A good friend took these shots of the Lower 9th Ward over Mardi Gras weekend, aproximately 6 months after Hurricane Katrina made landfall. See the full set.
Friday, March 31
Thursday, March 30
(Part 2 of a 13 part series)
Five weeks after the Tsunami hit, Sishir Chang went to Thailand to see how the people there were recovering and to see how those concerned could help. The following is the second installment of his experiences in the aftermath of one of the world's most devastating natural disasters. Originally published in the Southasian, the article is being republished here, with previously unpublished photographs, with the author's permission.
Part 2: THE NEED TO DO SOMETHING
On the day after Christmas I got a cryptic phone call from my mother. My mother lives in Singapore and has a vacation home on an island near there on the sea. At about 7AM I heard the phone ring but was slow getting to it so I went back to sleep. I woke up about 2 hours later and listened to the message from my mother. She simply said she was in the center of the island at a hotel and was OK and that was it. I didn't understand what that meant until I flipped to the CNN website and suddenly realized that a major tsunami had struck the same region where my mother was. Like many Americans over the course of that day I was shocked by the images of destruction and the rising death toll. I realized right away that this was a disaster like no other and that as a human being I needed to do something.
Over the course of the next week I helped to organize a coalition of local Asian-American groups to work together on tsunami relief. The scope of this disaster brought together Asian communities that don't often work together and it was heartening to see such diverse groups as Tamils working alongside Japanese for one cause. All of us felt that this was a unique disaster and that our response not only would help thousands of our brethren in Asia but also could bring together the disparate Asian community here. For me at times bringing together the community seemed almost as important as the disaster because without immediate family or friends the tsunami and its victims were tragic but still remote and impersonal.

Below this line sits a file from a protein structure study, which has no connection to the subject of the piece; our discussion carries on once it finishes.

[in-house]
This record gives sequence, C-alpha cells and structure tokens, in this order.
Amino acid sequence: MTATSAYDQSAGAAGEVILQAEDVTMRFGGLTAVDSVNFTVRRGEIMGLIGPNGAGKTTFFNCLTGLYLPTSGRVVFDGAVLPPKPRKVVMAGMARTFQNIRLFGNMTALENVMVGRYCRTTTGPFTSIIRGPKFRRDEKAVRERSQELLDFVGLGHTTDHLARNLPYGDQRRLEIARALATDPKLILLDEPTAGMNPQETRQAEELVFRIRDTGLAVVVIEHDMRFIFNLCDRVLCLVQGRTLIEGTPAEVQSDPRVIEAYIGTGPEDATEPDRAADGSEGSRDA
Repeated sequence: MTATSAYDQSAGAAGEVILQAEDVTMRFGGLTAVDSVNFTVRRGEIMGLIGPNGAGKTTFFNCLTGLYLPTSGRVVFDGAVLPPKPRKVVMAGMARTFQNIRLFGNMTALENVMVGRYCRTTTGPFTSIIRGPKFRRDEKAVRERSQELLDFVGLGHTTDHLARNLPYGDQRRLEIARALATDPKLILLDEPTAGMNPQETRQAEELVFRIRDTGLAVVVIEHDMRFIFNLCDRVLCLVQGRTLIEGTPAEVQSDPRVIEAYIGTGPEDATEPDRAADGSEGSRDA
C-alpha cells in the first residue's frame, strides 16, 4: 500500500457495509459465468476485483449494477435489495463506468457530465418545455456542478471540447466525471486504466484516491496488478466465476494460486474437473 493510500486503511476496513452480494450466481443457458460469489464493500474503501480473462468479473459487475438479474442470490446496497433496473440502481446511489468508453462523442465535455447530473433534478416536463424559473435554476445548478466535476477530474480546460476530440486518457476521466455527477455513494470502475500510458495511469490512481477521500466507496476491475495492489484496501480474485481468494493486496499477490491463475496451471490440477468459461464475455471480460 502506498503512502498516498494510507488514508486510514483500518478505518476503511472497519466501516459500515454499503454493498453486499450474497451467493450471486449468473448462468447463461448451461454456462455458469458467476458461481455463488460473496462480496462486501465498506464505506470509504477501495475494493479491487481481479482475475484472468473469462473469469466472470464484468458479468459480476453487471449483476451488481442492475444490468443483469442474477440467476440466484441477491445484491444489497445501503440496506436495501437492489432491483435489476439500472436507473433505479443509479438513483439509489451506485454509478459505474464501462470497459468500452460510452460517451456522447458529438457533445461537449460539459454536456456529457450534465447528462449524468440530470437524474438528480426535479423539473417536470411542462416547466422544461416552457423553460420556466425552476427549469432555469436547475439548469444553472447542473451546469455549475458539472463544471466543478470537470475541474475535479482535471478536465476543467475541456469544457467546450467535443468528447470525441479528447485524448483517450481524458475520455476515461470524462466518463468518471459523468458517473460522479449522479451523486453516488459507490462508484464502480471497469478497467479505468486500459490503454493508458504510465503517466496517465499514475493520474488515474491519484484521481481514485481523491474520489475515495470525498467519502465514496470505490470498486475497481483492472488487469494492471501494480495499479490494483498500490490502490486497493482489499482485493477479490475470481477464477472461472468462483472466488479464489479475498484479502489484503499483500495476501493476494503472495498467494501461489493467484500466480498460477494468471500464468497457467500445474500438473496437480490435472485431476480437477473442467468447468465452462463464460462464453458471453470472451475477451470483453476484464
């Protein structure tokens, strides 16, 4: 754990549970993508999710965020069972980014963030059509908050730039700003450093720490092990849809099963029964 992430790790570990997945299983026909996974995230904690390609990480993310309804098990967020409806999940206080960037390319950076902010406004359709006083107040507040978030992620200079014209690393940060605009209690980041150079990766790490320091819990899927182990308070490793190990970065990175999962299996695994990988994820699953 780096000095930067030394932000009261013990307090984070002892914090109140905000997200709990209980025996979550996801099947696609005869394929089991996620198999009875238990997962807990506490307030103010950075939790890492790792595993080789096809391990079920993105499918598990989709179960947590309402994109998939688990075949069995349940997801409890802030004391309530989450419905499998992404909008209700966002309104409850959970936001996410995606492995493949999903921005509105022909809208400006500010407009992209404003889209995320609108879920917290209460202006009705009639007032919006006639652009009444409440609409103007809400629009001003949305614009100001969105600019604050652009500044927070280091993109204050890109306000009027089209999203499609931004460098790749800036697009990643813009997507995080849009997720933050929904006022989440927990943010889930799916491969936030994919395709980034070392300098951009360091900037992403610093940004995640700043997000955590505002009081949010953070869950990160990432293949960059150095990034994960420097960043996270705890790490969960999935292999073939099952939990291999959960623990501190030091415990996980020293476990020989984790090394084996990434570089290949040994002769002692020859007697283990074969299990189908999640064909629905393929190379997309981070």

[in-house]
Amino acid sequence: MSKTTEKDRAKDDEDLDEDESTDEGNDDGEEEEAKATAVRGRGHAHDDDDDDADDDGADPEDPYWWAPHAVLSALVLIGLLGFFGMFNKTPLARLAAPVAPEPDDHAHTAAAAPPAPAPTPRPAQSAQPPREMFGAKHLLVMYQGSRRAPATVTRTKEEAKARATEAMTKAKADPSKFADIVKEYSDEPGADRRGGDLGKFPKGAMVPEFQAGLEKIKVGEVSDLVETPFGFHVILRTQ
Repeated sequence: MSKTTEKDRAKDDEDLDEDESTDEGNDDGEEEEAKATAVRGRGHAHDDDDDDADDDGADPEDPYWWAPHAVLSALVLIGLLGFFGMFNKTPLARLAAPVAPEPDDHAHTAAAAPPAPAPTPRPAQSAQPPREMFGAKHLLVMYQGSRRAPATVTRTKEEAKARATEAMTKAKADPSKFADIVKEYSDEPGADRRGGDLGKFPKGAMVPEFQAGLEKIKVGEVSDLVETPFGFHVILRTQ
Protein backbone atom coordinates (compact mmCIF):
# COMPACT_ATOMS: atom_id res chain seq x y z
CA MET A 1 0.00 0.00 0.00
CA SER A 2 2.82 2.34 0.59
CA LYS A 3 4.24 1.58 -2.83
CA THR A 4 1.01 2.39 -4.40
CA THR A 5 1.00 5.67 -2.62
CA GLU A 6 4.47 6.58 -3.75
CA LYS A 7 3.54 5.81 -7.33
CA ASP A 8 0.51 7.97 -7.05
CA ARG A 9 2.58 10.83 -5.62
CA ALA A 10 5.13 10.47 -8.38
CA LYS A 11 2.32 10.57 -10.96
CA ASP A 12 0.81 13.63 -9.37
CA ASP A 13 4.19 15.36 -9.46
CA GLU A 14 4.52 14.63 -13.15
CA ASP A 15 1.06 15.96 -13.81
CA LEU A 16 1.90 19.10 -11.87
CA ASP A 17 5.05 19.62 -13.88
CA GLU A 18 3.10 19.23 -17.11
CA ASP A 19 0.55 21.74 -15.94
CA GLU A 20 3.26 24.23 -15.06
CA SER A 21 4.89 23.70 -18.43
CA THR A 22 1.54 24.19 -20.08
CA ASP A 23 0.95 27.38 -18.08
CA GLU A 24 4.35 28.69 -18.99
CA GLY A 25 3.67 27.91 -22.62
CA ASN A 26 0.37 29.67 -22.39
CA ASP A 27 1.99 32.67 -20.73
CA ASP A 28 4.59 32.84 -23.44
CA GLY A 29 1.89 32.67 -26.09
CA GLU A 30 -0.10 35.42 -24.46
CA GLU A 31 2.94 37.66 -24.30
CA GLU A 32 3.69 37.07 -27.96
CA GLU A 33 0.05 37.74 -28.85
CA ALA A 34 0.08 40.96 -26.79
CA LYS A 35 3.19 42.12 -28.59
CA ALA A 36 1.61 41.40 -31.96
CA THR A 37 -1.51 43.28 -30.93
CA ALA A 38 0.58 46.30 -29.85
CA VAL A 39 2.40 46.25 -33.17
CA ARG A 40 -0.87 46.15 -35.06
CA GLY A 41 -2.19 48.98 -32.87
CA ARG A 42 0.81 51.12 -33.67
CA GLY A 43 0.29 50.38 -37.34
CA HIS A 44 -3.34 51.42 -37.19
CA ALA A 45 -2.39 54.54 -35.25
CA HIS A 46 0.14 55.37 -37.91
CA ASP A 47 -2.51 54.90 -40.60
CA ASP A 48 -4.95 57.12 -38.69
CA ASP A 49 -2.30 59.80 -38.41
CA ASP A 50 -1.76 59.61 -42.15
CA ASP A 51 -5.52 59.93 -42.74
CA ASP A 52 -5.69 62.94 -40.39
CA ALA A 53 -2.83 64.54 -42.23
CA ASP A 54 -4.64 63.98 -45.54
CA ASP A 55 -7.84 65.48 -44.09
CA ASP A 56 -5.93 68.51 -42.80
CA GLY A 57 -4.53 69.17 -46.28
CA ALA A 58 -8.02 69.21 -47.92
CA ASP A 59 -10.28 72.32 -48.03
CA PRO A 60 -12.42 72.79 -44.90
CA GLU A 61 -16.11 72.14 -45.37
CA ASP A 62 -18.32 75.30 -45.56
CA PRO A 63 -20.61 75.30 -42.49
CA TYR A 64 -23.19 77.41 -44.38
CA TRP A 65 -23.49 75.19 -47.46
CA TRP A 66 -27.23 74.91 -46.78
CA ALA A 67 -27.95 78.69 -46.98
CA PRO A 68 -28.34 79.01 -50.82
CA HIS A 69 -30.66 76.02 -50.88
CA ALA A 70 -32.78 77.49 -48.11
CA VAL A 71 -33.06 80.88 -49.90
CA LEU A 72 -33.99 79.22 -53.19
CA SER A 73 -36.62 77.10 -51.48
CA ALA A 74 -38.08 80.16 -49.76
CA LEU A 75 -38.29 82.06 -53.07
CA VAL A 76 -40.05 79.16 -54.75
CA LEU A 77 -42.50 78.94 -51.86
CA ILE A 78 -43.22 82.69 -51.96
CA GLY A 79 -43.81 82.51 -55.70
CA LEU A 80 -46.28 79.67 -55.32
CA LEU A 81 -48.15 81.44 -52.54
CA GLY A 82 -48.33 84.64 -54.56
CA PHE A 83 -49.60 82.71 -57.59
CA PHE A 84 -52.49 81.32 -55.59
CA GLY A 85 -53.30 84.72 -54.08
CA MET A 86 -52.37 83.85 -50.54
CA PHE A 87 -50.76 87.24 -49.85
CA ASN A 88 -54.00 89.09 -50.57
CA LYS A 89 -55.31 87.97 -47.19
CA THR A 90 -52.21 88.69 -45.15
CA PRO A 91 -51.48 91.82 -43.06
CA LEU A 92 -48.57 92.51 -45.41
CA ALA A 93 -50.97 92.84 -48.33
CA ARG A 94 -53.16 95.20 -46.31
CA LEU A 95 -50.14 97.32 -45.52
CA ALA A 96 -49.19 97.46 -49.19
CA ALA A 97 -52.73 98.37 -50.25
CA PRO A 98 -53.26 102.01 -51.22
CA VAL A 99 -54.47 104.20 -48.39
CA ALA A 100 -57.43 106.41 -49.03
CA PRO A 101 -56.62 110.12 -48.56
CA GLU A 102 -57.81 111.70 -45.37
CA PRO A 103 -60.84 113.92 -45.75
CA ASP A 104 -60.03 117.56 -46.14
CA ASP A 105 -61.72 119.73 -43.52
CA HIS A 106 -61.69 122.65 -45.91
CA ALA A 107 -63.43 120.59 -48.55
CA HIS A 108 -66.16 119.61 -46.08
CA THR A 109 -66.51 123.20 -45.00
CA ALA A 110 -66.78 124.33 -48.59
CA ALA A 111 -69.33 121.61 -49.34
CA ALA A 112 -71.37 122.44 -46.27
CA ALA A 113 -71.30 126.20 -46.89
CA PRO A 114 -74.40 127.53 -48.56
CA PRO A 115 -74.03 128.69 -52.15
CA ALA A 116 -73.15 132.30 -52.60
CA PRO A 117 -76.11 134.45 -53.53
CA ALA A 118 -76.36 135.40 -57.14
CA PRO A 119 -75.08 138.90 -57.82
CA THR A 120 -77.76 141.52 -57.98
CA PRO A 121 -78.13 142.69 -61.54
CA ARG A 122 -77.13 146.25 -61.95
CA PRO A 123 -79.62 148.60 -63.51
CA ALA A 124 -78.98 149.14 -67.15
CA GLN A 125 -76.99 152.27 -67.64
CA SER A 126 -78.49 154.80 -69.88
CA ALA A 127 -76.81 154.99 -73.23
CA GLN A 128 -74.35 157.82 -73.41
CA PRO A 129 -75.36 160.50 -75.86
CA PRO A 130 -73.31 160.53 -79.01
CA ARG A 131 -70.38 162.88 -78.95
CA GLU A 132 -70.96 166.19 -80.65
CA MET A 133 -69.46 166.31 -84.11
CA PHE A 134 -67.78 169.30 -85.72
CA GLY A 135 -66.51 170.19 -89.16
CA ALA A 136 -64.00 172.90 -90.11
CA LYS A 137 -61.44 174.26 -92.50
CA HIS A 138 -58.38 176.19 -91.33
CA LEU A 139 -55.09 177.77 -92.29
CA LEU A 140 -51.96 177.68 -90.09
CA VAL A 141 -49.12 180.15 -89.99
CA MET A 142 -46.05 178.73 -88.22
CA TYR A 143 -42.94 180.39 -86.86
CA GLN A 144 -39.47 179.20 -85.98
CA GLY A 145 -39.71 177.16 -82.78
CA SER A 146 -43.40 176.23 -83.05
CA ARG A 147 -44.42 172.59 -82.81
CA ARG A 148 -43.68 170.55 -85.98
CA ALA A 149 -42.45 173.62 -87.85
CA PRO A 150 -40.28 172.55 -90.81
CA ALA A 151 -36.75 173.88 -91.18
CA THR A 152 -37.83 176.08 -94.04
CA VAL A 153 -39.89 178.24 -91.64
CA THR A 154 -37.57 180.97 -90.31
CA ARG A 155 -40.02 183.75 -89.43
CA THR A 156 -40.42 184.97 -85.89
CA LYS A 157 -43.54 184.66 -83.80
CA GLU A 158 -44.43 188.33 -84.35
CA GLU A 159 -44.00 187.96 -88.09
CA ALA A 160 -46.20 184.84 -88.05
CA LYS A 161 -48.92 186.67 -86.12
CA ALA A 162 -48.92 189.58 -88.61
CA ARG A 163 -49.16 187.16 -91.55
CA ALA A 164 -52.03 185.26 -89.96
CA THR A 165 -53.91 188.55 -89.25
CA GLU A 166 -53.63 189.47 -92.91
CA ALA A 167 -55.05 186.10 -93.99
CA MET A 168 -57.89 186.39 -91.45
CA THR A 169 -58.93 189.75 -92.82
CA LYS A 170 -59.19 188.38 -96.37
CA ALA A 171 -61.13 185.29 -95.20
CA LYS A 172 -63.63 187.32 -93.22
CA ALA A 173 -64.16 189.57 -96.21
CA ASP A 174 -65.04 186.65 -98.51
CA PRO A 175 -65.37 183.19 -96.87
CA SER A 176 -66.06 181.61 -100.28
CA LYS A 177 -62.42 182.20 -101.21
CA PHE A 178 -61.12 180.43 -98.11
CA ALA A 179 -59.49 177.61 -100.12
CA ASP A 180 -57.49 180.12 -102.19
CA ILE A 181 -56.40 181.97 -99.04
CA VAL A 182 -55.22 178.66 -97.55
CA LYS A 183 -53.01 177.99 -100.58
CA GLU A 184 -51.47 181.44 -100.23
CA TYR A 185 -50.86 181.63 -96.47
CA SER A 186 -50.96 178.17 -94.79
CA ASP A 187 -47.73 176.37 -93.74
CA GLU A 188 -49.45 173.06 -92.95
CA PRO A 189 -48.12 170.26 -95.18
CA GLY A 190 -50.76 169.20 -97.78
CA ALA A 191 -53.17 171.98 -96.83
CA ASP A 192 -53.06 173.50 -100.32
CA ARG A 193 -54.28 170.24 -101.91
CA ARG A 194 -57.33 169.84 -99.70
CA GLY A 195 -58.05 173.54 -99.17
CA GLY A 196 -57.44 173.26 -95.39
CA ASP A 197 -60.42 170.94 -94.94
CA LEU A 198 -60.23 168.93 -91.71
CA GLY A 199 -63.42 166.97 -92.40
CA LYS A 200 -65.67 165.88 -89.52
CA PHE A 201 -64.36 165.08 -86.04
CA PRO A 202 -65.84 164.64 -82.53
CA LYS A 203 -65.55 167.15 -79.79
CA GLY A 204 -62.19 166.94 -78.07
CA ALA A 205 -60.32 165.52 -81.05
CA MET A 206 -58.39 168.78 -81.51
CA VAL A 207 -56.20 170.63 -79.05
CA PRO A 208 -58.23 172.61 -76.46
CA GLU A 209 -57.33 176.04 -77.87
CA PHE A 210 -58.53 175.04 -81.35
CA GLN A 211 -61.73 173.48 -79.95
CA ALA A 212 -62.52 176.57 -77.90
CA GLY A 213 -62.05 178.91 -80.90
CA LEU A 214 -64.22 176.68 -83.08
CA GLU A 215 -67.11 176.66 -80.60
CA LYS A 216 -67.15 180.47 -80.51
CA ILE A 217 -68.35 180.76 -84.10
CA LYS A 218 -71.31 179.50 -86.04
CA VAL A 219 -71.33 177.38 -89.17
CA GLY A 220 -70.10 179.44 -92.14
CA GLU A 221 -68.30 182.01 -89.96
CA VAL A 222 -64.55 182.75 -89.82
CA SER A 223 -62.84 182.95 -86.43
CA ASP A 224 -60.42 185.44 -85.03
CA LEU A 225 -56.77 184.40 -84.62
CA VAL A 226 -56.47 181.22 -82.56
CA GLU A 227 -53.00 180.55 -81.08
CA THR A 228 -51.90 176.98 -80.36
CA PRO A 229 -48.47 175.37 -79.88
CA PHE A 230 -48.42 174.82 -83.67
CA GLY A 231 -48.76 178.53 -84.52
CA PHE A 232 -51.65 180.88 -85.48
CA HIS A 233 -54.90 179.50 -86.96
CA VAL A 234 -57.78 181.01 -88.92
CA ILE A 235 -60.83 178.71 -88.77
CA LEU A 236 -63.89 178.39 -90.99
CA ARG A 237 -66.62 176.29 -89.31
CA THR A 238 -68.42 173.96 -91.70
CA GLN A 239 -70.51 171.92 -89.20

As the relief effort got going I had a long planned for trip pending to go see my family in Asia. Raising money for the tsunami I decided that since I was going to the region I should also go see first hand the affects of the tsunami and how people were recovering. I considered going to a few different locations and settled on Phuket, Thailand as the most practical. At the travel agency in Singapore I was told that my choices for lodging were limited because several resorts had been destroyed but that it was still safe to go. So I put aside any concern and went ahead to Phuket, not fully knowing what to expect but still excited.
Tuesday, March 28
(Part 1 of a 12 part series)
Five weeks after the Tsunami hit, Sishir Chang went to Thailand to see how the people there were recovering and to see how those concerned could help. The following is the first installment of his experiences in the aftermath of one of the world’s most devastating natural disasters. Originally published in the Southasian, the article is being republished here, with previously unpublished photographs, with the author's permission.
Part 1: THAI BAY
I hesitated for a moment as I walked up to the sea that swallowed people. Then I stepped into the clear blue waters of the Thai bay. I had just arrived in Phuket, Thailand a few hours ago and morbid thoughts like that were hard to avoid. This was a place that I had wanted to come to for years and even though I had been to Southeast Asia many times something else had always come up. Finally five weeks after a tsunami that had killed hundreds of people on the beach that I was standing on I was here. I had come to one of the hardest hit places by the December 26th tsunami to see for myself how the people were recovering and how those of us concerned about them could help. I came expecting to see devastation and hardship, which I found, but also much more. I found a beautiful country and people rapidly rebuilding from one of the worst disasters in human history and who are eager to invite visitors back to their country. I heard gripping tales of survival, tragic stories of loss and witnessed destruction on an unbelievable scale. I found frustration among survivors and aid workers but also surprising resilience. I found unbridled hedonism in the midst of wreckage, economic recovery and aid in unlikely ways.